The article "Dietary red clover (Trifolium pratense) induces oviduct growth and decreases ovary and testes growth in Japanese quail chicks" ( http://www.ncbi.nlm.nih.gov/pmc/articles/PMC2858001/ reposted link) says irrigation to clover increased its phytoestrogen content that does this. It says "large amounts of the phytoestrogen biochanin A decreased fertility in scaled quail, suggesting that animals would not consume enough in the field to cause reproductive disruption [32]" [same result for mammal grazers]. Some synthetic estrogens do this too "the potent synthetic estrogen, diethylstilbestrol (DES), decreased ovarian weight in adult scaled quail." It showed evidence that estrogenic chemicals can cause problems for rats and kangaroos too.

My worry is, what if other herbs could cause a similar problem by being the wrong kind of estrogenic or progestogenic. It is known that clover, which is a ground cover, does this to protect it from overgrazing, that may not be a problem with other plants.
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#6
In your opinion, then, is red clover really any worse than other popular phytoestrogens / synthetic hormones? They use the word 'permanent' I suppose. Otherwise, my bcp is supposed to make me infertile haha, but hopefully not when I stop taking it.
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#7
(02-07-2014, 12:35 PM)wizzness Wrote: In your opinion, then, is red clover really any worse than other popular phytoestrogens / synthetic hormones? They use the word 'permanent' I suppose. Otherwise, my bcp is supposed to make me infertile haha, but hopefully not when I stop taking it.


Ps - appraently kaemmpferol is in broccoli and a lot of other popular edible vegetables, too.
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#8
'Permanent' infertility is sterility. The worry is, that the ovaries (or maybe another reproductive organ) 'shrink' until they become dysfunctional; think about it. If there is literature on which receptors the ovaries have, or other reproductive organs have, it'd give us more to understand. We know the direct effects, though.

'Temporary' infertility is like using birth control pills, being pregnant (as in stopping another fertilization from happening which would endanger the fetus) or breastfeeding. It affects the cycle, so at that time it is not the right time to conceive, but when hormones level off, things should work out. All women are temporarily infertile during the wrong time of month or cycle. In fact, avoiding all plant sources, could be a way of temporary infertility, but then eating plants again can bring fertility back to normal.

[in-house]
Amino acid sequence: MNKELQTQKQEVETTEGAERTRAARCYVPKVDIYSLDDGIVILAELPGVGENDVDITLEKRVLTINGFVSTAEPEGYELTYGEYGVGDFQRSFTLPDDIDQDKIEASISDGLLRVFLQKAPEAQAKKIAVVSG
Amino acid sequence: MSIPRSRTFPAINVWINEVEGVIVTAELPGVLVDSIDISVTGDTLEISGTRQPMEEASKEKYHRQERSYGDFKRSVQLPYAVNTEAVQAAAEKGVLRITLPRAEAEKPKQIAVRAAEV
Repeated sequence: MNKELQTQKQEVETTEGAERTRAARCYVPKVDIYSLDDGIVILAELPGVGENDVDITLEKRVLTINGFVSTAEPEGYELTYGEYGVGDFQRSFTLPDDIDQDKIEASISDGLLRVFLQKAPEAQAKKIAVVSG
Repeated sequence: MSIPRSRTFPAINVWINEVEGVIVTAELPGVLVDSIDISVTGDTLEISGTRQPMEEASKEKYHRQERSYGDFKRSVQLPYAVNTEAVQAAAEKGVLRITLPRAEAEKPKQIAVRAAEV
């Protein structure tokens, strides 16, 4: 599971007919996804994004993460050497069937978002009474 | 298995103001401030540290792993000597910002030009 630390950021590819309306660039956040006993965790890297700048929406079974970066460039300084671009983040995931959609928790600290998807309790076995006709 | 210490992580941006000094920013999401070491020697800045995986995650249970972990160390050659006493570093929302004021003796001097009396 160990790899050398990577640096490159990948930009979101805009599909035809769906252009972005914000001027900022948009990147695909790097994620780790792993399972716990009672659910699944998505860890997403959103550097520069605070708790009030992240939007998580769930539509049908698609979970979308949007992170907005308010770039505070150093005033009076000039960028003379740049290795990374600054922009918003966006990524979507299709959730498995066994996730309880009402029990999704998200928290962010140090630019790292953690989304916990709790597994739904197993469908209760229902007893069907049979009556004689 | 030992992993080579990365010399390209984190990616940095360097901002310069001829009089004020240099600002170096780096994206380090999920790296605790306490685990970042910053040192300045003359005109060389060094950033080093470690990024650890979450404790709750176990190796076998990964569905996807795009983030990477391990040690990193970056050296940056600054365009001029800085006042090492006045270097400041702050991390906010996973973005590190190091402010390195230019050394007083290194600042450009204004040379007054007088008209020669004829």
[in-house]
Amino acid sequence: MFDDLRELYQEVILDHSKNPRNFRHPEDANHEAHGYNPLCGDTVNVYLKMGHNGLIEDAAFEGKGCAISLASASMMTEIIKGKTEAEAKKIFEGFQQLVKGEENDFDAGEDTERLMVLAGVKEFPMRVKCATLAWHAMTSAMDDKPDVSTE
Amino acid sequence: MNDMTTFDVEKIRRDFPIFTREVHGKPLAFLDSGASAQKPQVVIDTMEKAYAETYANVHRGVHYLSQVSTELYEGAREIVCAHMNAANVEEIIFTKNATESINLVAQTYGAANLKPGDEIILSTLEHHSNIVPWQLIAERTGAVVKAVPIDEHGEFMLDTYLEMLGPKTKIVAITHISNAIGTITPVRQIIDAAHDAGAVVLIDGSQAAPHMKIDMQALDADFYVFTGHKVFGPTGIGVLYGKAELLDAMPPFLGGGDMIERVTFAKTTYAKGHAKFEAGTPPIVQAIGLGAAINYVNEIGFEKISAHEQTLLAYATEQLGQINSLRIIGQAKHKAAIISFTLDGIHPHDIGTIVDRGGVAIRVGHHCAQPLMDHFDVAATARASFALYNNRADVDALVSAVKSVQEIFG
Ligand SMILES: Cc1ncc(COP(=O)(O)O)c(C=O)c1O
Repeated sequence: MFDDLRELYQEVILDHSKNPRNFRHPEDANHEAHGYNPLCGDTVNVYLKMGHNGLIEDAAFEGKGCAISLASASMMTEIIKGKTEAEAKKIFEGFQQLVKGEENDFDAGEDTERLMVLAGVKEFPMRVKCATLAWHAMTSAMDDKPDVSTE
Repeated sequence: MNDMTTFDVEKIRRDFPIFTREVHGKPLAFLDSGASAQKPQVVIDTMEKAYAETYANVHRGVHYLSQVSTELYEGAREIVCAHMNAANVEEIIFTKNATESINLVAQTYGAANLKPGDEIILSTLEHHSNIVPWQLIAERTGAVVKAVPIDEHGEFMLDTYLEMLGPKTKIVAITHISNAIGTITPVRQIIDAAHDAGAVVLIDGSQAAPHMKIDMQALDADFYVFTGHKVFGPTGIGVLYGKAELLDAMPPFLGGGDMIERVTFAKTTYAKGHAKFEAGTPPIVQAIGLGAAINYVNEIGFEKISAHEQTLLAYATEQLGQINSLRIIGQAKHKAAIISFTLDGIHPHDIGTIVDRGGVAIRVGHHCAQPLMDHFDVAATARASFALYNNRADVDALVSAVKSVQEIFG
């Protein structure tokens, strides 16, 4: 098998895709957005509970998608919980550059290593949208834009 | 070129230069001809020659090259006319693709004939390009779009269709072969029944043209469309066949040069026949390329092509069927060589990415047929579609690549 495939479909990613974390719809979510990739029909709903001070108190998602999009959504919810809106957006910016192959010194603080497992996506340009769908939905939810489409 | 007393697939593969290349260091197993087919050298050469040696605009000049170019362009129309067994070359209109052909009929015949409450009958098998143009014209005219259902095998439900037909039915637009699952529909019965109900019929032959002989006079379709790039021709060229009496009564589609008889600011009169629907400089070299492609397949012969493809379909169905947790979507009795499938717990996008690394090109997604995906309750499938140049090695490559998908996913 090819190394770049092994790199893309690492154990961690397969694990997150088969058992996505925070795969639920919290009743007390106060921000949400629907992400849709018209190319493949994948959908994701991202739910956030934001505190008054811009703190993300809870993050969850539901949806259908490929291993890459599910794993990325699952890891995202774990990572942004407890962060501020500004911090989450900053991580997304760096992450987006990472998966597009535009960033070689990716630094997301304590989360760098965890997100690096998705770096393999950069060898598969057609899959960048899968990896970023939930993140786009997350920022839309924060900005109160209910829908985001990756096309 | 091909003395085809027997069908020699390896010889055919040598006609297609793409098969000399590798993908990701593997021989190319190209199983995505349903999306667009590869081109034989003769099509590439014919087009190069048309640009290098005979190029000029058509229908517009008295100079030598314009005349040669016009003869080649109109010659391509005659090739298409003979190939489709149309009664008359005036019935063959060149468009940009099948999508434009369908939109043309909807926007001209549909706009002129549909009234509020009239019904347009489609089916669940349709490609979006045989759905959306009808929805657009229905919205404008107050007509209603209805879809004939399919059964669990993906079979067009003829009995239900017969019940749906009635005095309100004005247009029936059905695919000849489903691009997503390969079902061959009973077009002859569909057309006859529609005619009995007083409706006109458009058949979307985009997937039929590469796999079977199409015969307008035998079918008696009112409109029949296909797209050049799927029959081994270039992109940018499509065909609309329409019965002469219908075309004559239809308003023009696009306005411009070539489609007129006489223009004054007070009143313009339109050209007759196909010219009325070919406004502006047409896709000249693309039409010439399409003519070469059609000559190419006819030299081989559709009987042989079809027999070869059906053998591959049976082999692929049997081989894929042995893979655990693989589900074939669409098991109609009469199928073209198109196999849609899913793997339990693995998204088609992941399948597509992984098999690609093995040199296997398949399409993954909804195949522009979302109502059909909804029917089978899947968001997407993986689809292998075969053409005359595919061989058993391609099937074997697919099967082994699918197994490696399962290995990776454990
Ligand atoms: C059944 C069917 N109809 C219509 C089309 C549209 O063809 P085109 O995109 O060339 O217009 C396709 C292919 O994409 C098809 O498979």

So far, red clover and Zen (see evidence above that it affects reproductive organs) look like the worst ones. Synthetics could range anywhere from worse than red clover to relatively safe (many bcp's). Birth control pills are supposed to be safe, in regards to fertility; read the label, the literature, or ask the doctor about that. Spearmint which increases fertility for the moment, may cause premature menopause and poor ovarian reserve. Avoid ingesting concentrated extracts of Red Clover and Zen. 'Possibly' use clover for rubbing directly, away from abdominal and pelvic areas, instead. A similar case can be made for spearmint, you don't want octoplets, and a decreased fertility age. I believe the risk for red clover and zen is higher than other common herbs. Messing with hormones (especially LH, FSH or estrogens that induce menstruation) while pregnant is another no-no.
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#9
http://www.ncbi.nlm.nih.gov/pubmed/24905140 "Naringenin (NAR) and 8-prenylnaringenin (8-PN) reduce the developmental competence of porcine oocytes in vitro" abstract

Naringenin is found in citrus fruit. 8-prenylnaringenin is found in hops. I don't trust this study, but I should post it here. It suggests to not take high amounts.
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#10
you're spamming that link on many threads